The European Space Agency has launched spectacular images captured during the final descent of the Rosetta spacecraft to the surface of Comet 67P / Churyumov-Gerasimenko.
The images were delivered by the OSIRIS camera team to ESA in May and have now been processed and published in both the Archive Image Browser and the Planetary Science Archive.
All the high-resolution images and data underlying Rosetta's pioneering mission in Comet 67P / Churyumov-Gerasimenko are now available in ESA archives, with the latest release including the iconic images of finding the Philae module .
The archive image browser also houses images captured by the spacecraft's Camera of Navigation, while the Planetary Science Archive contains publicly available data of the eleven scientific instruments on board Rosetta, as well as other missions of exploration of the Solar System of the ESA.
The last batch of high-resolution images The OSIRIS camera from Rosetta covers the period from the end of July 2016 to the end of the mission on September 30, 2016.
Makes the total count of images of Narrow-angle and wide-angle cameras increase to 100,000 in the spacecraft's 12-year space travel. including the first overflights of the Earth, Mars and two asteroids before arriving at the comet.
The trajectory of the spacecraft around the comet changed pro Gressively during the last two months of the mission, moving closer and closer to its closest point along elliptical orbits.
This allowed us to obtain some spectacular images from only two kilometers from the surface, highlighting the contrasts in exquisite detail between the smooth and dusty terrain, and the more consolidated and fractured comet material.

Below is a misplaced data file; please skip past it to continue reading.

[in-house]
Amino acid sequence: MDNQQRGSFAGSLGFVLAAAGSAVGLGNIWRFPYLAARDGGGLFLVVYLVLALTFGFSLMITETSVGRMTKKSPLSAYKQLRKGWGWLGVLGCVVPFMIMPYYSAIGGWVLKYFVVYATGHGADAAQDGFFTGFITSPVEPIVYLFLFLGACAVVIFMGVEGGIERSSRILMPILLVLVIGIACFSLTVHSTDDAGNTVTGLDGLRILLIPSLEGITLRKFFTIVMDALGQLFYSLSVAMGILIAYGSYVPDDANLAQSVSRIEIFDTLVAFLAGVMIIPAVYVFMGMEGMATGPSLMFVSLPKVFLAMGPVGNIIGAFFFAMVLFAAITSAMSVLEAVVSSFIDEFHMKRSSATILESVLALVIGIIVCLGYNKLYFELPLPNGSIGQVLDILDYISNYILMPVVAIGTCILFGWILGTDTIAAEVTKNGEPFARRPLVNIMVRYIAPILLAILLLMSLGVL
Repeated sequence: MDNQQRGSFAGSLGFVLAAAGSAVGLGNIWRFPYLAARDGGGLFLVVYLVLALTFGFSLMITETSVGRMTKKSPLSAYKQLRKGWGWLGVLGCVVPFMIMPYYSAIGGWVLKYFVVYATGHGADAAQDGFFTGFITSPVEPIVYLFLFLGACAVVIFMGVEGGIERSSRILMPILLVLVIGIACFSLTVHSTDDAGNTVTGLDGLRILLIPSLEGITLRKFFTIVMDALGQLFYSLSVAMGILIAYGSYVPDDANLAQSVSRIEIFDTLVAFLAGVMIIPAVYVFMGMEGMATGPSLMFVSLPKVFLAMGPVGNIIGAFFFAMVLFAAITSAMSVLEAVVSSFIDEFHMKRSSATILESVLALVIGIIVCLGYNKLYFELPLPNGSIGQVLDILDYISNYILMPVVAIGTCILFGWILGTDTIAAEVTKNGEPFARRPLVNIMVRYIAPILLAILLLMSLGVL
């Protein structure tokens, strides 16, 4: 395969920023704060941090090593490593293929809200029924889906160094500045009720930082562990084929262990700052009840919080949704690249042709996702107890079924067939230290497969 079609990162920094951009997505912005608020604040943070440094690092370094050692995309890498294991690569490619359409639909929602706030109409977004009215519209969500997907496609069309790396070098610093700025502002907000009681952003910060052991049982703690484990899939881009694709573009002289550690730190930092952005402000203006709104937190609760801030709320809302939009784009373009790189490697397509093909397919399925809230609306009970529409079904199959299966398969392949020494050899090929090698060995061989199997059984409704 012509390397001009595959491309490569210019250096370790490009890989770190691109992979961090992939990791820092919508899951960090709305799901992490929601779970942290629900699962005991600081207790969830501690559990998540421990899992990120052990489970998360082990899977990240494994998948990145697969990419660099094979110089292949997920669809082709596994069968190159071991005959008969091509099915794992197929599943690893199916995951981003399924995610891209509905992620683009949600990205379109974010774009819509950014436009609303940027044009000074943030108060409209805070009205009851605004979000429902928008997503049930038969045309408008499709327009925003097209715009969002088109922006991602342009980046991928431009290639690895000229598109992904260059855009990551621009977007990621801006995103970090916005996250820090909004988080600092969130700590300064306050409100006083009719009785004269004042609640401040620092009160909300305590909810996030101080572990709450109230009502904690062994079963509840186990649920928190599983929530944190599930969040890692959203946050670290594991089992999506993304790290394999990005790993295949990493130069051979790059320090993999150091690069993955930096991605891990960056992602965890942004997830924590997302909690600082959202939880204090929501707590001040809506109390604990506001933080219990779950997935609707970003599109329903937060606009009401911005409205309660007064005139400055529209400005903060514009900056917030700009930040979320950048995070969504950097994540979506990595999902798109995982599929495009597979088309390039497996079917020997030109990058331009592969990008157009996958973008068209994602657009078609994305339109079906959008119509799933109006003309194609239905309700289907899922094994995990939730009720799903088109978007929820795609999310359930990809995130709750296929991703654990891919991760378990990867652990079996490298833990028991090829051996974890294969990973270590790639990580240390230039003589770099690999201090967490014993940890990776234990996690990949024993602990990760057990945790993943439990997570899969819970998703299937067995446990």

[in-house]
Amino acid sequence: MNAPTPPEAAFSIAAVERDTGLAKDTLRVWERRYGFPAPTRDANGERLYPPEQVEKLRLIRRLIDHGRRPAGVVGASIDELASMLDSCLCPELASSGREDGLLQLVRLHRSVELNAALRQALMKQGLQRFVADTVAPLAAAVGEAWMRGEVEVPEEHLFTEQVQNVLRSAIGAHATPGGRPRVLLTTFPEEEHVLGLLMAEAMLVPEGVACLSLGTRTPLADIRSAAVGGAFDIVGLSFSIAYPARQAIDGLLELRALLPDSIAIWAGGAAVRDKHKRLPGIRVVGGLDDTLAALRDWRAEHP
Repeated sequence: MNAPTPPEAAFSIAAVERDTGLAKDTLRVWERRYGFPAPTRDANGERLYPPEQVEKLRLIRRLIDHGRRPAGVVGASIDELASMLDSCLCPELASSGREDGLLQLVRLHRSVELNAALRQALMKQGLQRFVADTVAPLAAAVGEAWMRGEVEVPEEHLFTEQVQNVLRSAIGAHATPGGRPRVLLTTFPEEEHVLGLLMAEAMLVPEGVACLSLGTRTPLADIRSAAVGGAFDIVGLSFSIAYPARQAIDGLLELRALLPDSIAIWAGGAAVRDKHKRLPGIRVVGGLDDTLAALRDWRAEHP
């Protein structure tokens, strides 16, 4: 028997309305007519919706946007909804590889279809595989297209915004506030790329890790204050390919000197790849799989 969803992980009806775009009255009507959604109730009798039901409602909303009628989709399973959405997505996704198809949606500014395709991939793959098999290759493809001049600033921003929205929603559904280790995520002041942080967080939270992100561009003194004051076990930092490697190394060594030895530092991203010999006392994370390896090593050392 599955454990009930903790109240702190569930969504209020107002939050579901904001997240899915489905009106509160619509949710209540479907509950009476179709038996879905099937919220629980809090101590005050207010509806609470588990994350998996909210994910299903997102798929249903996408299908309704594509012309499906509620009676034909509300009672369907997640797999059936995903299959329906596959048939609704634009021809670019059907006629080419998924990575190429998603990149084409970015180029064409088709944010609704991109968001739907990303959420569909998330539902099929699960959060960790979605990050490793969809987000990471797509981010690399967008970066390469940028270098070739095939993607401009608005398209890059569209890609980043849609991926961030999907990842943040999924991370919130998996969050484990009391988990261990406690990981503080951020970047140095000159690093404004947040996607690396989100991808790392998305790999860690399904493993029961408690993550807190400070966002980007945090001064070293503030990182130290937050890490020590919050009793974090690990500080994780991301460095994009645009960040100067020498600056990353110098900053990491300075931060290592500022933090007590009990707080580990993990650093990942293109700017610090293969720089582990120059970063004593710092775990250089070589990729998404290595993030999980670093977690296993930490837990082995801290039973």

A particularly memorable set of images captured in this period were those of the Rosetta lander, Philae, after the arduous effort during the previous years to determine its location.
Rosetta flying so close, the challenging conditions badociated with the dust and gas escaping from the comet, along with the topography of the local terrain, caused problems getting the best line-of-sight view of Philae's expected location, but the winner shot finally captured only weeks before the end of the mission.
In the final hours of the mission, Rosetta moved even closer to the surface of the site, scanned an old well and finally sent images showing what would become her resting place.
Even after the spacecraft went silent, the team was able to reconstruct a final image of the final telemetry packets sent when Rosetta was about 20 meters from the surface.
"Having all the images finally archived to share with the world is a wonderful feeling," said Holger Sierks, principal investigator for the camera.
"The final set of images complements the rich treasure chest of data that the scientific community is already exploring to really understand this comet from all perspectives, not only from the images, but also from the gas, dust and plasma, and explore the role of comets in general in our ideas about the formation of the Solar System, "said Matt Taylor, Rosetta project scientist at ESA.
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